BGP Route Analysis and Management Systems BGP Route Analysis and Management Systems Alex A. Stewart and Marta F. Antoszkiewicz Department of Computer Science The University of Northern Iowa 305 ITTC Cedar Falls, Iowa 50614-0507 {astewart, mantoszk}@cs.uni.edu

More information

RSVP- A Fault Tolerant Mechanism in MPLS Networks

RSVP- A Fault Tolerant Mechanism in MPLS Networks RSVP- A Fault Tolerant Mechanism in MPLS Networks S.Ravi Kumar, M.Tech(NN) Assistant Professor Gokul Institute of Technology And Sciences Piridi, Bobbili, Vizianagaram, Andhrapradesh. Abstract: The data

More information

A Topology-Aware Relay Lookup Scheme for P2P VoIP System

A Topology-Aware Relay Lookup Scheme for P2P VoIP System Int. J. Communications, Network and System Sciences, 2010, 3, 119-125 doi:10.4236/ijcns.2010.32018 Published Online February 2010 (http://www.scirp.org/journal/ijcns/). A Topology-Aware Relay Lookup Scheme

More information

Module 12 Multihoming to the Same ISP

Module 12 Multihoming to the Same ISP Module 12 Multihoming to the Same ISP Objective: To investigate various methods for multihoming onto the same upstream s backbone Prerequisites: Module 11 and Multihoming Presentation The following will

More information

EXTENDING NETWORK KNOWLEDGE: MAKING OLSR A QUALITY OF SERVICE CONDUCIVE PROTOCOL

EXTENDING NETWORK KNOWLEDGE: MAKING OLSR A QUALITY OF SERVICE CONDUCIVE PROTOCOL EXTENDING NETWORK KNOWLEDGE: MAKING OLSR A QUALITY OF SERVICE CONDUCIVE PROTOCOL by Pedro Eduardo Villanueva-Pena, Thomas Kunz Carleton University January, 2006 This report examines mechanisms to gradually

More information

Chapter 49 Border Gateway Protocol version 4 (BGP-4)

Chapter 49 Border Gateway Protocol version 4 (BGP-4) Chapter 49 Border Gateway Protocol version 4 (BGP-4) Introduction... 1-3 Overview of BGP-4... 1-3 BGP Operation... 1-5 BGP Attributes... 1-6 BGP Route Selection... 1-8 Classless Inter-domain Routing (CIDR)

More information

BGP. 1. Internet Routing

BGP. 1. Internet Routing BGP 1. Internet Routing (C) Herbert Haas 2005/03/11 1 Internet Routing Interior Gateway Protocols (IGPs) not suitable for Inter-ISP routing Technical metrics only No policy features Inter-ISP routing is

More information

ITRI CCL. IP Routing Primer. Paul C. Huang, Ph.D. ITRI / CCL / N300. CCL/N300; Paul Huang 1999/6/2 1

ITRI CCL. IP Routing Primer. Paul C. Huang, Ph.D. ITRI / CCL / N300. CCL/N300; Paul Huang 1999/6/2 1 IP Routing Primer Paul C. Huang, Ph.D. ITRI / / N300 /N300; Paul Huang 1999/6/2 1 Basic Addressing / Subnetting Class A 0 Network Host Host Host 127 networks / 16,777,216 hosts Class A natural mask 255.0.0.0

More information

Based on Computer Networking, 4 th Edition by Kurose and Ross

Based on Computer Networking, 4 th Edition by Kurose and Ross Computer Networks Internet Routing Based on Computer Networking, 4 th Edition by Kurose and Ross Intra-AS Routing Also known as Interior Gateway Protocols (IGP) Most common Intra-AS routing protocols:

More information

Security in Ad Hoc Network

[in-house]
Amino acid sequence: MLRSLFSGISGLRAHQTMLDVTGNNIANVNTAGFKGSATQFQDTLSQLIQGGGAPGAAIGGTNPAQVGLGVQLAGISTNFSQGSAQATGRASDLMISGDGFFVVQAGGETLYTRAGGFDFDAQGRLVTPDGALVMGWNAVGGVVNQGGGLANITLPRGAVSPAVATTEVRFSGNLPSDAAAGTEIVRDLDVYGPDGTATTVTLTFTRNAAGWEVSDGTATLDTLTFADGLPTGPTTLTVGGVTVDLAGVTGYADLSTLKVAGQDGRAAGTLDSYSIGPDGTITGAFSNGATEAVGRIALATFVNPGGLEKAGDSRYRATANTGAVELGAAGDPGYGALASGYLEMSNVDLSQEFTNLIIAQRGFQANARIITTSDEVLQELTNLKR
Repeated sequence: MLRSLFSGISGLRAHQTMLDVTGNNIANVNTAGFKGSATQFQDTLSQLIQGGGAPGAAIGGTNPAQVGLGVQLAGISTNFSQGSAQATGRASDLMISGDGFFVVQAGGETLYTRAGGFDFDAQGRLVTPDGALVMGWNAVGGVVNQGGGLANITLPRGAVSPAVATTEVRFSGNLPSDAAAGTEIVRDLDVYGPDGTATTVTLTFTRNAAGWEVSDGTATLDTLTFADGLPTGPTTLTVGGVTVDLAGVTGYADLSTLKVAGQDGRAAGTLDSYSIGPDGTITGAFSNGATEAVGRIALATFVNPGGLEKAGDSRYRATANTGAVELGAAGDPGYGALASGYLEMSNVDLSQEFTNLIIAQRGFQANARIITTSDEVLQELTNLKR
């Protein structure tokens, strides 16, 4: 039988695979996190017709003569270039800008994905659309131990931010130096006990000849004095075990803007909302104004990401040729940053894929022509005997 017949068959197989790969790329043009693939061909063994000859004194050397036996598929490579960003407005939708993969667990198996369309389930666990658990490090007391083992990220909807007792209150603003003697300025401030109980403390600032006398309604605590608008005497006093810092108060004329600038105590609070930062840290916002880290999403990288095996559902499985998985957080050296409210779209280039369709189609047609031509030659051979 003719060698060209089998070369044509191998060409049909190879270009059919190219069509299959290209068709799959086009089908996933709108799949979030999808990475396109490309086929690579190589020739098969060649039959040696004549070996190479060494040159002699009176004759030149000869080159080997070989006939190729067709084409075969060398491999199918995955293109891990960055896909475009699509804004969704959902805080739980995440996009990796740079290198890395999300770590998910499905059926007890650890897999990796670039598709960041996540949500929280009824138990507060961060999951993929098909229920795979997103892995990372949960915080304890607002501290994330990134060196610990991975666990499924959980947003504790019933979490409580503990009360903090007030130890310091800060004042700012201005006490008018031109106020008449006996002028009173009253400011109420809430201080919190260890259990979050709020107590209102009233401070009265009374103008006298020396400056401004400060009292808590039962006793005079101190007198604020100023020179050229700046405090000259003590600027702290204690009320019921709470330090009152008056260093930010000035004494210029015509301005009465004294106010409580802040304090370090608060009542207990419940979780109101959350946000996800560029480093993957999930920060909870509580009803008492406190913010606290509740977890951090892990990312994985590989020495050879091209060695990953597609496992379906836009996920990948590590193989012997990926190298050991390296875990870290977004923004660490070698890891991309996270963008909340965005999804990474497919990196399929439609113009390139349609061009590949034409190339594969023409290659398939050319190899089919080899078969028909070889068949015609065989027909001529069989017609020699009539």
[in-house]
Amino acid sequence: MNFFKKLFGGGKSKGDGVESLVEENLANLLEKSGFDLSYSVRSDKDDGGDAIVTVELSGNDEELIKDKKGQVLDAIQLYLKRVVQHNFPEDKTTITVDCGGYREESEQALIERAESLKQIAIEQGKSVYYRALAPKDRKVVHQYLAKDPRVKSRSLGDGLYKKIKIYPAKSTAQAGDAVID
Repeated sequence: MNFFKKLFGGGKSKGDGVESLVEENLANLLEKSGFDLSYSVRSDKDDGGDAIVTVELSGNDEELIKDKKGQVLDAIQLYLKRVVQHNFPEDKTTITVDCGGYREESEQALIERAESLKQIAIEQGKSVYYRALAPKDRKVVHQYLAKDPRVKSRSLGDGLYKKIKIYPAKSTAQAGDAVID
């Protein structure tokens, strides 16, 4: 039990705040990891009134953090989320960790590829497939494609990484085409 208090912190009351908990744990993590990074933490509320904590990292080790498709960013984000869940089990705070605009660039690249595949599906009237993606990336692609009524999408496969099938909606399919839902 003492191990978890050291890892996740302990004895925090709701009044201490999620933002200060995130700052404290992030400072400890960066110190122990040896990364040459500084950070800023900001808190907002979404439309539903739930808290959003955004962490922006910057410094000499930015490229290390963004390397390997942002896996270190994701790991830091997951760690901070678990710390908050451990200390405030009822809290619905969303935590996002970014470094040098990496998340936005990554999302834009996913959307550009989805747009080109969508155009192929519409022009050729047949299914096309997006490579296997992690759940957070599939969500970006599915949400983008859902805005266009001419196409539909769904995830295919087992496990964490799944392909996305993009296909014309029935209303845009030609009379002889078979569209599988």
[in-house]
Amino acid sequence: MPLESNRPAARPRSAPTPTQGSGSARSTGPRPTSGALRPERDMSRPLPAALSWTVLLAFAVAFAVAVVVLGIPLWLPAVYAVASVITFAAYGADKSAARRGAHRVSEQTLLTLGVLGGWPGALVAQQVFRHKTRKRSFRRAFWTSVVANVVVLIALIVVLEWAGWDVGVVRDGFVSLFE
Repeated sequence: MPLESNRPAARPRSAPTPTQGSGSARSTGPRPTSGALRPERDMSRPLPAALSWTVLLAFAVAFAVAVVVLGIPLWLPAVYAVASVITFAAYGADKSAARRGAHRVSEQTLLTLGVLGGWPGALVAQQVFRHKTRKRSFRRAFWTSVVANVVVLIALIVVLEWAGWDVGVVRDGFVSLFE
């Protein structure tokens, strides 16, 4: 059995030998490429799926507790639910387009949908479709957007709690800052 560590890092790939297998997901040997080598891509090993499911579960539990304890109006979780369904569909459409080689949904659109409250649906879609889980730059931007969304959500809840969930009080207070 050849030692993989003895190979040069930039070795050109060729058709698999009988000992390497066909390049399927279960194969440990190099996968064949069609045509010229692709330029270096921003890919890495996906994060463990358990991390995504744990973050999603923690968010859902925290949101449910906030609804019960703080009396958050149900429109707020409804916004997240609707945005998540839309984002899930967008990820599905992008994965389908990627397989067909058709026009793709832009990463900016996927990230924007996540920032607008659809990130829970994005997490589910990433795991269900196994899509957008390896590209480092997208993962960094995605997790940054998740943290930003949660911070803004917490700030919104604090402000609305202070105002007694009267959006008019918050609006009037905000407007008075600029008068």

Security in Ad Hoc Network Security in Ad Hoc Network Bingwen He Joakim Hägglund Qing Gu Abstract Security in wireless network is becoming more and more important while the using of mobile equipments such as cellular phones or laptops

More information

Computer Networking Networks

Computer Networking Networks Page 1 of 8 Computer Networking Networks 9.1 Local area network A local area network (LAN) is a network that connects computers and devices in a limited geographical area such as a home, school, office

More information

MPLS Layer 2 VPNs Functional and Performance Testing Sample Test Plans

MPLS Layer 2 VPNs Functional and Performance Testing Sample Test Plans MPLS Layer 2 VPNs Functional and Performance Testing Sample Test Plans Contents Overview 1 1. L2 VPN Padding Verification Test 1 1.1 Objective 1 1.2 Setup 1 1.3 Input Parameters 2 1.4 Methodology 2 1.5

More information

Masterkurs Rechnernetze IN2097

Masterkurs Rechnernetze IN2097 Masterkurs Rechnernetze IN2097 Advanced computer networking Internet Protocols Prof. Dr.-Ing. Georg Carle, Wolfgang Mühlbauer Chair for Network Architectures and Services Computer Science Department Technical

More information

Tackling the Challenges of MPLS VPN Testing. Todd Law Product Manager Advanced Networks Division

Tackling the Challenges of MPLS VPN Testing. Todd Law Product Manager Advanced Networks Division Tackling the Challenges of MPLS VPN ing Todd Law Product Manager Advanced Networks Division Agenda Background Why test MPLS VPNs anyway? ing Issues Technical Complexity and Service Provider challenges

More information

CLASSLESS INTER DOMAIN ROUTING - CIDR

CLASSLESS INTER DOMAIN ROUTING - CIDR CLASSLESS INTER DOMAIN ROUTING - CIDR Marko Luoma Helsinki University of Technology Laboratory of Telecommunications Technology Marko.Luoma@hut.fi ABSTRACT As the Internet evolved and become more familiar

More information

A Fast Path Recovery Mechanism for MPLS Networks

A Fast Path Recovery Mechanism for MPLS Networks A Fast Path Recovery Mechanism for MPLS Networks Jenhui Chen, Chung-Ching Chiou, and Shih-Lin Wu Department of Computer Science and Information Engineering Chang Gung University, Taoyuan, Taiwan, R.O.C.

More information

White Paper. Cisco MPLS based VPNs: Equivalent to the security of Frame Relay and ATM. March 30, 2001